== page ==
IRC Section 168(i)(9)(A)(i) requires that to use a normalization method of accounting, the taxpayer, in determining its tax expense for ratemaking and operations purposes, use the same depreciation method, and one that is not shorter in period than the method and period used to compute its depreciation expenses.
The IRS said generally, Treas. Reg. Section 168(i)(9)(A) does not refer to COR. Thus, the COR-related amounts are not "protected" by the normalization rules. The IRS said COR is a deduction under IRC Section 162 and not related to actual accelerated tax depreciation. As a result, the IRS ruled the normalization rules do not apply to Taxpayer's (1) electric distribution COR-related net DTL, (2) gas distribution COR-related net DTA accumulated through the depreciation rate, and (3) gas distribution COR-related net DTL accumulated through the fixed estimated cash recovery.
In addition, the IRS ruled that the deduction for mixed service costs is not related to depreciation and is not subject to normalization. As a result, the method of accounting change applies to the historic treatment of mixed service costs such that the depreciation-related ADFIT existing prior to the year of change does not remain subject to the normalization method of accounting within the meaning of IRC Section 168(i)(9) after the implementation of the new method of accounting.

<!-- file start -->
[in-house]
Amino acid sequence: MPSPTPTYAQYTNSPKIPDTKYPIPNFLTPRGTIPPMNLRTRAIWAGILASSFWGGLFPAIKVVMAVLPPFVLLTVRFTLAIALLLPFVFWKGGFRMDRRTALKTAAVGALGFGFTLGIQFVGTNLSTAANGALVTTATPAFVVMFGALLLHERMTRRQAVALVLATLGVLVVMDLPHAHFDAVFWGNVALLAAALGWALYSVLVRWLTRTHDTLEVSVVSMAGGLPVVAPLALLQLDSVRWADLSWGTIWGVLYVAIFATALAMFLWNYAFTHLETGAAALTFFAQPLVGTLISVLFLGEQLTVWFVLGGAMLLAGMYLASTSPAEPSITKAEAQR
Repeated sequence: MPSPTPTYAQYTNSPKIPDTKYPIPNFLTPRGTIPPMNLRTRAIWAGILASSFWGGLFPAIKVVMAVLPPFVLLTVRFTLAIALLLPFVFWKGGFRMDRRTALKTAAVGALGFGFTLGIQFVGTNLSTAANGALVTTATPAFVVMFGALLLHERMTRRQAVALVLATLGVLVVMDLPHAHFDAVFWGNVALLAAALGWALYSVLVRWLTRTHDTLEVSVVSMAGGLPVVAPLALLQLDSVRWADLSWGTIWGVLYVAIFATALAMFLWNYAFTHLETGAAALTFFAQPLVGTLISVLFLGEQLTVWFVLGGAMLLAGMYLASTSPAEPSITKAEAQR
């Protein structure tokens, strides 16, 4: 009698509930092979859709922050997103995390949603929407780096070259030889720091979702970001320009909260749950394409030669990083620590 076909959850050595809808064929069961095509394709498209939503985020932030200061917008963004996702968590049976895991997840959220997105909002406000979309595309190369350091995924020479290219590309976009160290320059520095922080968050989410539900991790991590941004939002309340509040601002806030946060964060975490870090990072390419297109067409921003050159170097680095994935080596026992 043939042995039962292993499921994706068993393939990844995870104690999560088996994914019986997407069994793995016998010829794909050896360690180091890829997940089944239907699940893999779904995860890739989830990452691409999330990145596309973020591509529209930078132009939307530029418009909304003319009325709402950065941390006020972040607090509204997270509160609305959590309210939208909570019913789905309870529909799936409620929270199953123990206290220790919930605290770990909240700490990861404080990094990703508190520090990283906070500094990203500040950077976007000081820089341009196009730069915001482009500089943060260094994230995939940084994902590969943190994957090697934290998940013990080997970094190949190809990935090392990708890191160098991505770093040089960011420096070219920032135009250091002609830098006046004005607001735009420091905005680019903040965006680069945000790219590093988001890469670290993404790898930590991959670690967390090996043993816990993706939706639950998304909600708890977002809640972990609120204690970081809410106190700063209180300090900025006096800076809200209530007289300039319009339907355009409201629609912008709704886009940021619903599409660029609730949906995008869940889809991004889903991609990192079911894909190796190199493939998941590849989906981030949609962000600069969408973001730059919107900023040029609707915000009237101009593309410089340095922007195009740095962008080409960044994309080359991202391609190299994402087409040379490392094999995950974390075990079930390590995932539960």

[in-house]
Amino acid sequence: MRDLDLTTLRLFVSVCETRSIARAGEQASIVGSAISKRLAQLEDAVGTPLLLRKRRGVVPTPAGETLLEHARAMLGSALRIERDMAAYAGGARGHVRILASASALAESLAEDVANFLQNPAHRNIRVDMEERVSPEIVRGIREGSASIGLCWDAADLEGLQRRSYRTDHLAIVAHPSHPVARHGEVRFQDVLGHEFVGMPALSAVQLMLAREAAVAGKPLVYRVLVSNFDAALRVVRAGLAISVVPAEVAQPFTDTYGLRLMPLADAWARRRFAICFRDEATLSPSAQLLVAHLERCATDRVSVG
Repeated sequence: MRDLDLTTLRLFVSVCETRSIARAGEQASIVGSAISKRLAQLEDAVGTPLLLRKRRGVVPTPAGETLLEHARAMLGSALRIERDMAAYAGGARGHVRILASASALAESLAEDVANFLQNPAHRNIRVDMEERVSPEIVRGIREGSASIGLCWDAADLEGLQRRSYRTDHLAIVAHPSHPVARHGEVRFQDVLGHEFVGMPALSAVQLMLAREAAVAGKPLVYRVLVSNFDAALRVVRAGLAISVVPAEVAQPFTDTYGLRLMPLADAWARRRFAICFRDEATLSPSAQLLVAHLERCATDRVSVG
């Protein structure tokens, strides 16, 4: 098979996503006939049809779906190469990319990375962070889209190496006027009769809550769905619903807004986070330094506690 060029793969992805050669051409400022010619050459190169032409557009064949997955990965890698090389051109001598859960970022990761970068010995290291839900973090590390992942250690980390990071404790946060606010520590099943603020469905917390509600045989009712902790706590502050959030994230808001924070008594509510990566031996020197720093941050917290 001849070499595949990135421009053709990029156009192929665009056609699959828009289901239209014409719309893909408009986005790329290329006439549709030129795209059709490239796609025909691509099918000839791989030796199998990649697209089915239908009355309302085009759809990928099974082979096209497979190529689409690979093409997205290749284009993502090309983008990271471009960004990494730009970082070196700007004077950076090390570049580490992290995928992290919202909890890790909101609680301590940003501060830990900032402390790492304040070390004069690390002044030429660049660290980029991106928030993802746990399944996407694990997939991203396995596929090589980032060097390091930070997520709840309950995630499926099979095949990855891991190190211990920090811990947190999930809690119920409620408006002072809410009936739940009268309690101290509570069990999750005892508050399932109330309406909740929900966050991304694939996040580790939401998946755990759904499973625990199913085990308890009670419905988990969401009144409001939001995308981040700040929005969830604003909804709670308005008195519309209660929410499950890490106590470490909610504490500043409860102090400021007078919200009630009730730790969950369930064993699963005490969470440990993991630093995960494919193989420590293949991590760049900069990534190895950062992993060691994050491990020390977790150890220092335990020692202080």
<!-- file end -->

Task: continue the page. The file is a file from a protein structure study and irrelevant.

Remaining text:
The taxpayer in this situation was able to reclassify certain amounts of EDIT from protected to unprotected, allowing for it to provide rate relief to its customers more rapidly. In the current economic situation facing the country, taxpayers may wish to proactively determine if they potentially have a similar situation to propose to regulators. Alternatively, taxpayers may wish to understand the potential arguments intervenors could raise in response existing rate negotiations.